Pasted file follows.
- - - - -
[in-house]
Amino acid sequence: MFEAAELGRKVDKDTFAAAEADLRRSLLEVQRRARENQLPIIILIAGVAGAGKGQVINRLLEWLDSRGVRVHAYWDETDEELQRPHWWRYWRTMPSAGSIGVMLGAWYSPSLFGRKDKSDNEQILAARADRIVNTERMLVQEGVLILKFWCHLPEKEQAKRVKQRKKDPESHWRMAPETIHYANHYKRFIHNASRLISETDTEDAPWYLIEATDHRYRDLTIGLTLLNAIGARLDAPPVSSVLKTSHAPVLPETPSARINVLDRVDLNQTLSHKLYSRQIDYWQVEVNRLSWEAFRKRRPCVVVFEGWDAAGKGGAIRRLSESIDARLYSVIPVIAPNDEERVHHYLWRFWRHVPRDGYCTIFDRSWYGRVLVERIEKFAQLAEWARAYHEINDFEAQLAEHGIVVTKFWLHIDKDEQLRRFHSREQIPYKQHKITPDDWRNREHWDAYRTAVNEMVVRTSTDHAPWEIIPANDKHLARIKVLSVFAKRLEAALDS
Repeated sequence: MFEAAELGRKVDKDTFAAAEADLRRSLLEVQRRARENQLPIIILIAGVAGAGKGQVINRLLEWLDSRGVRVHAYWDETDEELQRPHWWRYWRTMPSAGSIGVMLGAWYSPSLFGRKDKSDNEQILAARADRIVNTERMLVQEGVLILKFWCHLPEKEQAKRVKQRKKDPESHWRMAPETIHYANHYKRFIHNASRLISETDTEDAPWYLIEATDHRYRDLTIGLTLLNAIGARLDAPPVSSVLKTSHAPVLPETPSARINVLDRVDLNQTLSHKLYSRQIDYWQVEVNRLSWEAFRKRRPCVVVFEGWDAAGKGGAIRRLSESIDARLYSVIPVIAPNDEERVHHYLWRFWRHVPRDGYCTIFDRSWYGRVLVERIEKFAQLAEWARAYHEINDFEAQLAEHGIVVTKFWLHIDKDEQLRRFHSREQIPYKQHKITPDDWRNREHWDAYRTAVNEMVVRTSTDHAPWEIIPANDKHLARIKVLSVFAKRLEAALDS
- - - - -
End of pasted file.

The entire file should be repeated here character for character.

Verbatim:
[in-house]
Amino acid sequence: MFEAAELGRKVDKDTFAAAEADLRRSLLEVQRRARENQLPIIILIAGVAGAGKGQVINRLLEWLDSRGVRVHAYWDETDEELQRPHWWRYWRTMPSAGSIGVMLGAWYSPSLFGRKDKSDNEQILAARADRIVNTERMLVQEGVLILKFWCHLPEKEQAKRVKQRKKDPESHWRMAPETIHYANHYKRFIHNASRLISETDTEDAPWYLIEATDHRYRDLTIGLTLLNAIGARLDAPPVSSVLKTSHAPVLPETPSARINVLDRVDLNQTLSHKLYSRQIDYWQVEVNRLSWEAFRKRRPCVVVFEGWDAAGKGGAIRRLSESIDARLYSVIPVIAPNDEERVHHYLWRFWRHVPRDGYCTIFDRSWYGRVLVERIEKFAQLAEWARAYHEINDFEAQLAEHGIVVTKFWLHIDKDEQLRRFHSREQIPYKQHKITPDDWRNREHWDAYRTAVNEMVVRTSTDHAPWEIIPANDKHLARIKVLSVFAKRLEAALDS
Repeated sequence: MFEAAELGRKVDKDTFAAAEADLRRSLLEVQRRARENQLPIIILIAGVAGAGKGQVINRLLEWLDSRGVRVHAYWDETDEELQRPHWWRYWRTMPSAGSIGVMLGAWYSPSLFGRKDKSDNEQILAARADRIVNTERMLVQEGVLILKFWCHLPEKEQAKRVKQRKKDPESHWRMAPETIHYANHYKRFIHNASRLISETDTEDAPWYLIEATDHRYRDLTIGLTLLNAIGARLDAPPVSSVLKTSHAPVLPETPSARINVLDRVDLNQTLSHKLYSRQIDYWQVEVNRLSWEAFRKRRPCVVVFEGWDAAGKGGAIRRLSESIDARLYSVIPVIAPNDEERVHHYLWRFWRHVPRDGYCTIFDRSWYGRVLVERIEKFAQLAEWARAYHEINDFEAQLAEHGIVVTKFWLHIDKDEQLRRFHSREQIPYKQHKITPDDWRNREHWDAYRTAVNEMVVRTSTDHAPWEIIPANDKHLARIKVLSVFAKRLEAALDS